Medical procedures undertaken. Monitoring appointment – ultrasound and blood test.

What are my symptoms?  Tiredness – afternoon naps have been required!!!! Nausea that comes and goes.  Sunday, I have felt a little bit better than I have done over the past few days, but the ovaries are starting to twinge with odd pains here and there :-s These eggs are ready to go!!!

How do I feel today?  Excited.  Nervous.

Any results?  My follicles are looking great.  Randomly, in my right ovary all the follicles look the same size and shape.

“My good English eggs are ready!!!”

(The Dr’s words…not mine!!! Every single time I have seen him he makes a reference to my Englishness)

What’s next? Egg retrieval Monday 0630 AM!!!! Trying to mitigate any potential mild OHSS symptoms like I got from last time.

Weight. I haven’t weighed myself, I need to do this before the surgery so I can monitor OHSS.

Waist. My waist is 6cm larger than the same time last time!!! Whoops!!!

Boobs. NSTR.

Hours of Sunshine 🙂 None.  It’s winter.  It’s cold out there.  Oh and we were like the only city in Virginia to get a pathetic amount of snow, it was mostly rain for us! I am pleased so it hasn’t messed up any of this round of IVF.  I hope other women didn’t face problems with the snow storm who may need to travel from further way.

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The snow storm wasn’t quite so apocalyptic as it was in other parts of Virginia!

Fun Activity to keep Dani from going insane. It will be time to relax and recover, so no specific fun activities.  However, I am quite excited to watch Orange is the new black – I have a lot of catching up to do!!!!

*Notes.  I take First Response Reproductive Health multi vitamin gummies (pre-natal) and CoQ10 200mg gummies daily.  NSTR = Nothing Significant To Report.

IVF Diary Vol II: 19-20 Jan 16

Medication(s) administered and dosage(s). Stimming phase: days 5 & 6. Gonal-F 300 iu & Menopur 150 iu.  I started cetrotide this morning, day 6 (20 Jan) – this is the drug that stops me from ovulating prematurely and losing all those eggs!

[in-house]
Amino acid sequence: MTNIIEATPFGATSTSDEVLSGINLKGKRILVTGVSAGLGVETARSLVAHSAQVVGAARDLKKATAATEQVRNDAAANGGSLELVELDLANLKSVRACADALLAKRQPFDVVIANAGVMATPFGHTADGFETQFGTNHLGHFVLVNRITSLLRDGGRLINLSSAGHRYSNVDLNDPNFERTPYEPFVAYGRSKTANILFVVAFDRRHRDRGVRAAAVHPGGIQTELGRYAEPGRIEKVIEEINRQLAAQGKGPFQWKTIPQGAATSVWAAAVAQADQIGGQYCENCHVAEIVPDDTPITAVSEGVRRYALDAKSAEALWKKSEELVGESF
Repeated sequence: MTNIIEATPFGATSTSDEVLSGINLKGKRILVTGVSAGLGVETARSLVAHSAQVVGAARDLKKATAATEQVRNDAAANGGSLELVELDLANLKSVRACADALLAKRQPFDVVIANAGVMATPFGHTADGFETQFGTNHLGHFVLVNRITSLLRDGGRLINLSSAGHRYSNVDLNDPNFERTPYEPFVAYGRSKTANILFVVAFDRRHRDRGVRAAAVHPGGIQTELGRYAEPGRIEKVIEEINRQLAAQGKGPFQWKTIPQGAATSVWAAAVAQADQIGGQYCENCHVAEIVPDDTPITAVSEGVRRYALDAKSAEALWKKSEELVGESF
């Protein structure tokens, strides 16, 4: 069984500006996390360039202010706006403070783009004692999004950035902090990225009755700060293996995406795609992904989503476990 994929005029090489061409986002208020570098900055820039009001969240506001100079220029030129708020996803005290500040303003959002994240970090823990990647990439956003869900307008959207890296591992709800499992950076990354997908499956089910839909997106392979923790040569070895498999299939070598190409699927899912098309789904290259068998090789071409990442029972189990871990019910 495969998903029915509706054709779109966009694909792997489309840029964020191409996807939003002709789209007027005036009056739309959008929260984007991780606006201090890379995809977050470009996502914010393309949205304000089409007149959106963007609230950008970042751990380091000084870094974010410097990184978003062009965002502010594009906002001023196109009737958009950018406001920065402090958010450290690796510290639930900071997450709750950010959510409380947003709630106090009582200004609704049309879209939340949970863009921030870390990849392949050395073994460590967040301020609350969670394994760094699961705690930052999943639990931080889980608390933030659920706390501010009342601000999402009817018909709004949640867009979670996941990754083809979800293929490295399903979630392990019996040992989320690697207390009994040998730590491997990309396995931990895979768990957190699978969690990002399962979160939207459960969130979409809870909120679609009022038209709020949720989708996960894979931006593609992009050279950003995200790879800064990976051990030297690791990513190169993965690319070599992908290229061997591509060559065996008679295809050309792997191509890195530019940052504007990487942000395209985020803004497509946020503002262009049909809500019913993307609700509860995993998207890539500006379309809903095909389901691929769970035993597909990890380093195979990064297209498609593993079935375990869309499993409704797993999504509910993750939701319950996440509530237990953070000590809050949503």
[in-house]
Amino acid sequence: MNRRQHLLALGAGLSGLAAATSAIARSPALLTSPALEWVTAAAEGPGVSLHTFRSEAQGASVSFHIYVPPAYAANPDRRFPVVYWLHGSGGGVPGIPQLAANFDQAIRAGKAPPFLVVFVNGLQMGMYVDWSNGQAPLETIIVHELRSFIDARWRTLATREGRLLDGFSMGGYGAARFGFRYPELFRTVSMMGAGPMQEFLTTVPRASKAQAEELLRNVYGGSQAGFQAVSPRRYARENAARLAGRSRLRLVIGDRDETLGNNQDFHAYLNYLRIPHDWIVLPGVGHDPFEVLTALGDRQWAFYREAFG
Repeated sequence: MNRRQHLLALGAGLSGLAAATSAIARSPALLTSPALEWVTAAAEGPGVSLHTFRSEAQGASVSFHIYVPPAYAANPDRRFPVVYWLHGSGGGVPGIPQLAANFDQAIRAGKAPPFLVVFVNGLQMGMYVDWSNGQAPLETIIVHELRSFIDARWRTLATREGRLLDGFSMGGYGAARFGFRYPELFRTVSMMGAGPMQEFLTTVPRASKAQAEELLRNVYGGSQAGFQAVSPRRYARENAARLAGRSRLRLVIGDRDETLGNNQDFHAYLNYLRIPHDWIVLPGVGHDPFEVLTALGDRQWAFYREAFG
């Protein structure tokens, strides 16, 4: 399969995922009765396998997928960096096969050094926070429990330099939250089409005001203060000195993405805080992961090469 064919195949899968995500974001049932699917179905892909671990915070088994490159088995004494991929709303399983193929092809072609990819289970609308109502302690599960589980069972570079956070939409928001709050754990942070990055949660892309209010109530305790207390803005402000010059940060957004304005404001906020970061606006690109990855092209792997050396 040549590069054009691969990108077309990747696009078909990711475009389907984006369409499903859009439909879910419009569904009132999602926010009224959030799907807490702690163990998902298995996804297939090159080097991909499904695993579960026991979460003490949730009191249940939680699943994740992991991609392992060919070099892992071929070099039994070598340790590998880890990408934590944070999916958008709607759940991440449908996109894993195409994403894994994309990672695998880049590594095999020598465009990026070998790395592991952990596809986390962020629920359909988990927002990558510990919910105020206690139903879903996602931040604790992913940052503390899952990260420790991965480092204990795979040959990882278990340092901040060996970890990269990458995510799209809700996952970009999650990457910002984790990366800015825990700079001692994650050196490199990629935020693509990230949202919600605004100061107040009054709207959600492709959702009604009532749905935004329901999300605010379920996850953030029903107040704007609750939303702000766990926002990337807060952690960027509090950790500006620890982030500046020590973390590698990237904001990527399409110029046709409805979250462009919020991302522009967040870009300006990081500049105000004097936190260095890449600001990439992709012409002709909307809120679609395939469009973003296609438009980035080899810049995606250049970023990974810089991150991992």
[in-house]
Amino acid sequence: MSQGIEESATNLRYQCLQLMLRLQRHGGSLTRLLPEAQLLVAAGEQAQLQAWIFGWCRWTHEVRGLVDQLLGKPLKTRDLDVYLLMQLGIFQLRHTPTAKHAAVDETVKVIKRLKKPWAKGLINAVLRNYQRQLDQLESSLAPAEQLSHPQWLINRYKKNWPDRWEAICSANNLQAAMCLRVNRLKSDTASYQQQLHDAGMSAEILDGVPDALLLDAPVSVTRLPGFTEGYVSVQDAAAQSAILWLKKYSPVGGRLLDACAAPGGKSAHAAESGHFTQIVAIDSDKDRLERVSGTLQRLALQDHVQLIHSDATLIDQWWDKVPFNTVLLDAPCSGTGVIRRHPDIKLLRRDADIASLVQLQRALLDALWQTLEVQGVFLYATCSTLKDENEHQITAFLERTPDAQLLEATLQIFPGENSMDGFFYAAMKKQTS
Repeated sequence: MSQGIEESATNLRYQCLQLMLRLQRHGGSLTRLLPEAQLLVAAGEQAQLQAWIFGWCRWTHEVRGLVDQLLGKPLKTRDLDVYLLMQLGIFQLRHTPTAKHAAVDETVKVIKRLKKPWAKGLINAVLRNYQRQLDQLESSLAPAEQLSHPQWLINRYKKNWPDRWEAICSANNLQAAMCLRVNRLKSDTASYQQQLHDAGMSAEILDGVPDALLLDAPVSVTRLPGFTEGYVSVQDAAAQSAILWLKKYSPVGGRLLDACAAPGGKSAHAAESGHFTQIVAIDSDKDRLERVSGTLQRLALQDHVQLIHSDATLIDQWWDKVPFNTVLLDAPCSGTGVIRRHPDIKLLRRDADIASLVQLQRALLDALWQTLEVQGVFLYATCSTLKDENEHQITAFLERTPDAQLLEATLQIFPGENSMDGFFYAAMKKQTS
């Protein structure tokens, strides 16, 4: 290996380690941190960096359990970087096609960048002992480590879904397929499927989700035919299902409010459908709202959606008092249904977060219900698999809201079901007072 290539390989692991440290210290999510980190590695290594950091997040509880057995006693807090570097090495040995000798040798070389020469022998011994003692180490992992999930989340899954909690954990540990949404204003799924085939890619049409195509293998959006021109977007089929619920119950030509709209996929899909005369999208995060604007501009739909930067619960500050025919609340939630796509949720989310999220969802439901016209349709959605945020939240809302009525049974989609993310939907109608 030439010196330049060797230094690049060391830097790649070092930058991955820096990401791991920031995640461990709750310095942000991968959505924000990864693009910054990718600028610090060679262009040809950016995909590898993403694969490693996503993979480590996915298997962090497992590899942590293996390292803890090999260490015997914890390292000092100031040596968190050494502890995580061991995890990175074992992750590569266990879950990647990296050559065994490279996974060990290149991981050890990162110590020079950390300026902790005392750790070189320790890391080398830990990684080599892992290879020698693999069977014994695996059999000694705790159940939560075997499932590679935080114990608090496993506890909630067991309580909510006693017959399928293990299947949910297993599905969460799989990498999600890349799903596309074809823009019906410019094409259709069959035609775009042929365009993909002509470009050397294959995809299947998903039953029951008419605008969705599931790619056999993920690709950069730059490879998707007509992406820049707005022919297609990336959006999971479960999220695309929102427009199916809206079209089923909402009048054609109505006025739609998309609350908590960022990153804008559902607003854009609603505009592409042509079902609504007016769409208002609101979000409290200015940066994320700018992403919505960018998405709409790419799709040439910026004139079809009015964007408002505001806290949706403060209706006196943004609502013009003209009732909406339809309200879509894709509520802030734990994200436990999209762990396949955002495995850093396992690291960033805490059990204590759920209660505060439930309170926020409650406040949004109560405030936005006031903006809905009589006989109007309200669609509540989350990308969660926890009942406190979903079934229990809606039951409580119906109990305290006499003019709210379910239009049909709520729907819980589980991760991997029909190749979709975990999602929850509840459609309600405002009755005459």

Medical procedures undertaken. Monitoring appointment – ultrasound and blood test. So for my last appointment there were loads of people in the waiting room – it was like chaos.  This morning, there was no one except little old me.  It made me nervous!  I don’t know why, but it just did – I wondered if I was an odd ball with my cycle.

What are my symptoms? Tiredness – I am struggling to keep my eyes open today.  I went into work after my appointment and this afternoon I taught a 2 hour lesson as part of our staff development training.  I give a highly interactive class with practical tasks, so it is incredibly draining on the brain as the ‘students’ always have lots of challenging questions for me!!!  I am amazed I survived.  At the end, one of the organisers asked me if I was OK, was I tired?  Clearly I looked pretty rough!

I also have a headache.  It is not dehydration because I have hydrated constantly all day, carrying around my water bottle with me.

The bloat…the bloat….the bloat is on fire!  Aghhh!  How many days do I still have left? I’m just over halfway hopefully!  I am currently sat in my fluffy fleecy pyjama bottoms. They feel sooooooo good!

How do I feel today?  Apart from the tiredness thing, I’m feeling not too bad.  I am excited to be on this IVF journey still and haven’t given up hope just yet 🙂